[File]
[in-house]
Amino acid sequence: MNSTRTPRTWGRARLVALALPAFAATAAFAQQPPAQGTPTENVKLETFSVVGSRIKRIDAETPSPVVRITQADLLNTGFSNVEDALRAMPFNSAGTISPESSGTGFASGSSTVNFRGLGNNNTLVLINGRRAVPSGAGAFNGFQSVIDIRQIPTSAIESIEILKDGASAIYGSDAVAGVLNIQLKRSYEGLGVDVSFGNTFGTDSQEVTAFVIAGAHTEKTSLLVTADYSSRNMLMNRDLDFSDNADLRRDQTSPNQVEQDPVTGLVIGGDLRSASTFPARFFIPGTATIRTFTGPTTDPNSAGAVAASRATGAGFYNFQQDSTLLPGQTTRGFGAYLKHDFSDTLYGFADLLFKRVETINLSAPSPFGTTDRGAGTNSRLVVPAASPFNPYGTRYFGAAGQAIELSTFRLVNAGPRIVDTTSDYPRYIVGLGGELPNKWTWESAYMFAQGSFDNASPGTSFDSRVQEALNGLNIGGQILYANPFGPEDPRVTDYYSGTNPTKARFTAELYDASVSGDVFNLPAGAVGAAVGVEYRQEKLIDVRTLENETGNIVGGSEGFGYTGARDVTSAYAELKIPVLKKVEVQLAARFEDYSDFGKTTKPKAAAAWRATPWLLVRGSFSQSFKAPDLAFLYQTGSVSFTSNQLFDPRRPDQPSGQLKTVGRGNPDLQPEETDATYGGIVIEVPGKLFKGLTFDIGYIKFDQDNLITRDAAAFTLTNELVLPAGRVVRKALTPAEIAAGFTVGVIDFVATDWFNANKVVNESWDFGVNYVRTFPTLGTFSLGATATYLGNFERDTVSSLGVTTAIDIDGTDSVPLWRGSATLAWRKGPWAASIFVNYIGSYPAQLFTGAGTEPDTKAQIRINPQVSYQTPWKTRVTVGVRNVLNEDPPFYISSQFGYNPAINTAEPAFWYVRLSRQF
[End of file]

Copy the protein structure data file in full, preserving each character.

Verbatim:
[in-house]
Amino acid sequence: MNSTRTPRTWGRARLVALALPAFAATAAFAQQPPAQGTPTENVKLETFSVVGSRIKRIDAETPSPVVRITQADLLNTGFSNVEDALRAMPFNSAGTISPESSGTGFASGSSTVNFRGLGNNNTLVLINGRRAVPSGAGAFNGFQSVIDIRQIPTSAIESIEILKDGASAIYGSDAVAGVLNIQLKRSYEGLGVDVSFGNTFGTDSQEVTAFVIAGAHTEKTSLLVTADYSSRNMLMNRDLDFSDNADLRRDQTSPNQVEQDPVTGLVIGGDLRSASTFPARFFIPGTATIRTFTGPTTDPNSAGAVAASRATGAGFYNFQQDSTLLPGQTTRGFGAYLKHDFSDTLYGFADLLFKRVETINLSAPSPFGTTDRGAGTNSRLVVPAASPFNPYGTRYFGAAGQAIELSTFRLVNAGPRIVDTTSDYPRYIVGLGGELPNKWTWESAYMFAQGSFDNASPGTSFDSRVQEALNGLNIGGQILYANPFGPEDPRVTDYYSGTNPTKARFTAELYDASVSGDVFNLPAGAVGAAVGVEYRQEKLIDVRTLENETGNIVGGSEGFGYTGARDVTSAYAELKIPVLKKVEVQLAARFEDYSDFGKTTKPKAAAAWRATPWLLVRGSFSQSFKAPDLAFLYQTGSVSFTSNQLFDPRRPDQPSGQLKTVGRGNPDLQPEETDATYGGIVIEVPGKLFKGLTFDIGYIKFDQDNLITRDAAAFTLTNELVLPAGRVVRKALTPAEIAAGFTVGVIDFVATDWFNANKVVNESWDFGVNYVRTFPTLGTFSLGATATYLGNFERDTVSSLGVTTAIDIDGTDSVPLWRGSATLAWRKGPWAASIFVNYIGSYPAQLFTGAGTEPDTKAQIRINPQVSYQTPWKTRVTVGVRNVLNEDPPFYISSQFGYNPAINTAEPAFWYVRLSRQF